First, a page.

I must apologize to those who care about baseball-related ethics matters. I have been so immersed in the problems dogging my sad and dispirited Boston Red Sox that I have neglected the more glaring ethics issue looming over my current home town team, the Washington Nationals, currently on top of the National League East and almost certainly bound for their first post-season appearance. They face that prospect, however, with a problem: before the season began, management pledged that Stephen Strasburg, the team’s young fire-balling ace who seems destined for a Hall of Fame career, will be shut down for good once he hits 180 innings or less. Strasburg has already had serious arm surgery once, and conventional baseball wisdom now holds that throwing too many pitches before a pitcher has matured risks his arm, his effectiveness and his career. What this means now, however, that was hardly conceivable when the pledge was made, is that the Nationals could be battling the best teams in baseball in pursuit of a World Series title with their best pitcher completely healthy but in mothballs.
I had only given this matter perfunctory focus, concluding as a fan that it was a screwball plan that would never be executed, and not thinking much about the ethics of the controversy—and as you might imagine, it’s a big controversy in the Washington area sports pages. It took respected baseball writer John Feinstein to shock me out of my apathy with his sensible and well-reasoned column on the issue today, that ended thusly:
“Pitching a healthy Strasburg in October is not a betrayal, it’s simply recognizing that circumstances have changed. Not pitching him is a betrayal: to the pitcher, to the team, to the fans and to the city.”
Feinstein’s use of the word “betrayal” places the question squarely in the category of duty and obligation, the ethics strike zone. To whom does a baseball team owe its primary duty? The answer has always been, and still is, the sport, the city whose name is on its uniforms and the team’s fans. The welfare of the players on the team’s payroll are on the duty list for sure, but they only finish fourth. When a championship is on the line, they are expected to take reasonable risks with their bodies, their health and their careers, and the team is obligated to let them do it. Players who hurtle into the stands to make game saving catches risk serious injury; catchers who stand in a runner’s way to block game-winning runs risk career-ending collisions; pitchers who go to the mound with their ankle tendons crudely stitched to their skin risk never pitching again (okay, that was another Red Sox reference: sorry.) Taking such risks is part of the game, and playing hard, and harder when championships are on the line, is essential to the integrity of baseball or any sport.
For the Nationals to take one of their top starting pitchers out of the rotation in an exercise of special caution makes neither logical nor ethical sense. From a purely business standpoint in today’s free agent environment, there is no reason for the Nationals to care whether Strasburg’s career is like Fernando Valenzuela’s or Dwight Gooden’s, a comet that peters out by the time he is 30, or like Roger Clemens (sans drugs, of course), a pitcher who has early career arm surgery and then pitches into senility (Clemens started a comeback last week at the age of 50.) Players have no loyalty, and Strasburg’s agent is the infamous Scott Boras, who typically leads his clients to the biggest contract possible, no matter how happy they were with their original team. Why should the Nationals give up a possible World Series so the New York Yankees get to have Stephen Strasburg winning 20 games for a few more seasons?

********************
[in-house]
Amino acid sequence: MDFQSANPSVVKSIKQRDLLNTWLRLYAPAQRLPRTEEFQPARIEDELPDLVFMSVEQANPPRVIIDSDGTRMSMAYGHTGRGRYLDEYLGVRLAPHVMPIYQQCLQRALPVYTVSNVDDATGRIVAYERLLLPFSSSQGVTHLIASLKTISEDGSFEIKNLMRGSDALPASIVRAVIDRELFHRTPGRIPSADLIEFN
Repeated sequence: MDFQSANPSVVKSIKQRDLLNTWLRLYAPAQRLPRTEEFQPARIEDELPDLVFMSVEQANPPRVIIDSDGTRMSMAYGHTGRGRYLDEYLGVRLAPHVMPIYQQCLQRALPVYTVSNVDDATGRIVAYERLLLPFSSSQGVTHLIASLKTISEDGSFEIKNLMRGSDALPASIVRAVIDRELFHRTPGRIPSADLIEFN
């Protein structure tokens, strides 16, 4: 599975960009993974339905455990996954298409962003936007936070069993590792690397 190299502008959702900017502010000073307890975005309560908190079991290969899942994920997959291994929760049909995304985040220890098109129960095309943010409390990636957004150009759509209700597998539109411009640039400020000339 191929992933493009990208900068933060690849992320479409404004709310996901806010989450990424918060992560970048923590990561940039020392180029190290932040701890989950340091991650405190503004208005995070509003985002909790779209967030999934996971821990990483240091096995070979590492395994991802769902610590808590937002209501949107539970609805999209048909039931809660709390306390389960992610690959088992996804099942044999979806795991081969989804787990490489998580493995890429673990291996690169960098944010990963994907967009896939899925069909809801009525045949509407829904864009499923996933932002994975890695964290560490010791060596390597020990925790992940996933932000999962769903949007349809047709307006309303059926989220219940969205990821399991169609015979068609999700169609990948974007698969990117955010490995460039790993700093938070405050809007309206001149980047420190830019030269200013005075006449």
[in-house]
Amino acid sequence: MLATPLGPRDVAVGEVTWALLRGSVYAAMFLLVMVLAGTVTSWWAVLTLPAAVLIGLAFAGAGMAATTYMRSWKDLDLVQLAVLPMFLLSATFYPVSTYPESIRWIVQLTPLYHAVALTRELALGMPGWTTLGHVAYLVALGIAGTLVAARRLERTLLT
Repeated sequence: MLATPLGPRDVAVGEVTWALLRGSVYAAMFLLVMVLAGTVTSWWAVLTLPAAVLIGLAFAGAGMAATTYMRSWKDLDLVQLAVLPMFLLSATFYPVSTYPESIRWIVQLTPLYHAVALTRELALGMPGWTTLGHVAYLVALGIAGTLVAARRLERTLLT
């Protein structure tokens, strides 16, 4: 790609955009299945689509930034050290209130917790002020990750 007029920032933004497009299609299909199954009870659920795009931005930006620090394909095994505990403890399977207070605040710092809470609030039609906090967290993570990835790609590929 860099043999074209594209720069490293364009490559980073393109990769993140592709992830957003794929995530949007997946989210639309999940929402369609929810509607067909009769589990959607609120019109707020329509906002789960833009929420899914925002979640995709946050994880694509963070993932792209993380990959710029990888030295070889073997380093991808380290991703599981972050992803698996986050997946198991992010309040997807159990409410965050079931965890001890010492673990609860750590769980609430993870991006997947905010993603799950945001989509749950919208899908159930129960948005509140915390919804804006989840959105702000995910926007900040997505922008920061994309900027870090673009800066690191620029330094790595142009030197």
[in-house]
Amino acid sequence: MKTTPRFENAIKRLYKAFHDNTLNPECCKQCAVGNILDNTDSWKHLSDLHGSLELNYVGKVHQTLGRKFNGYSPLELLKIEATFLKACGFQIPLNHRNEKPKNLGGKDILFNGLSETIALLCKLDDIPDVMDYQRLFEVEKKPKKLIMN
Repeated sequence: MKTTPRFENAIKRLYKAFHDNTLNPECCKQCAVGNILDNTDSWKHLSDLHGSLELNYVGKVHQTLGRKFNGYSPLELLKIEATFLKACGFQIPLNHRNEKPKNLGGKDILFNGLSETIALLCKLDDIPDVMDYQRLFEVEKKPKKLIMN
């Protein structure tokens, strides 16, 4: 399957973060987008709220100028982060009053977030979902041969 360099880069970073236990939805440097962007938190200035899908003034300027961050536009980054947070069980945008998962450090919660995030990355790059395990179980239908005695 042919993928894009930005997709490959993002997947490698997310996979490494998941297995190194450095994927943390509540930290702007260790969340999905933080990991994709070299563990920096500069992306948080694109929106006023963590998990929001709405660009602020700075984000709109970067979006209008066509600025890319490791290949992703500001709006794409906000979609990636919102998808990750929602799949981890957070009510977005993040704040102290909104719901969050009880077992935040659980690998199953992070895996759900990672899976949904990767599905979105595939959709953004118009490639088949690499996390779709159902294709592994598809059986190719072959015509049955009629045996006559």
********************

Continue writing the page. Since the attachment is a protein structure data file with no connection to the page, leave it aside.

There is also no reason to believe that cutting off Strasburg’s innings will preserve his arm, or that letting him pitch more than 180 innings will endanger it. As Feinstein notes (and studies have shown, such as a Hardball Times survey of workhorse pitchers from different eras), some pitchers thrive with heavy workloads early in their careers, and some do not. Every arm, delivery, pitch selection and pitcher is different. The Yankees famously protected minor league phenom Jaba Chamberlain when he first arrived in the majors, and he ended up having arm troubles anyway. The Red Sox (sorry again) shelved young starter Clay Buchholtz at the end of last season for an absurd length of time after he had recovered from an injury to be cautious, and he began 2012 so messed up that he was nearly demoted to the minors.
It is also unfair to Strasburg to rob him of the chance to help win a championship that his talents and efforts got his team in the position to seize. Players live for the opportunity to play in big games. It seems fine to argue that because Strasburg is young and a budding superstar, he’ll have other chances. It doesn’t work out that way necessarily, for players, or for teams and cities. The Washington Senators went to the World Series in 1933; Washington hasn’t been close to another appearance since—79 years later. The 1950 “Whiz Kids” Phillies went to the Series (and lost) with one of the youngest teams to ever get there, and everyone assumed they would be back soon. “Soon” turned out to be 30 years later.
The pledge to limit the young pitcher’s innings made sense before the season when a post-season for the Nationals seemed like a distant dream. Now that it has become reality, Feinstein is right. “As long as Strasburg is still throwing 98 mph and looks completely healthy,” the team should let him be a part of its post-season quest for glory.
It’s the right thing to do.
Spark and Source: Washington Post (John Feinstein)
Graphic: Washington Nationals
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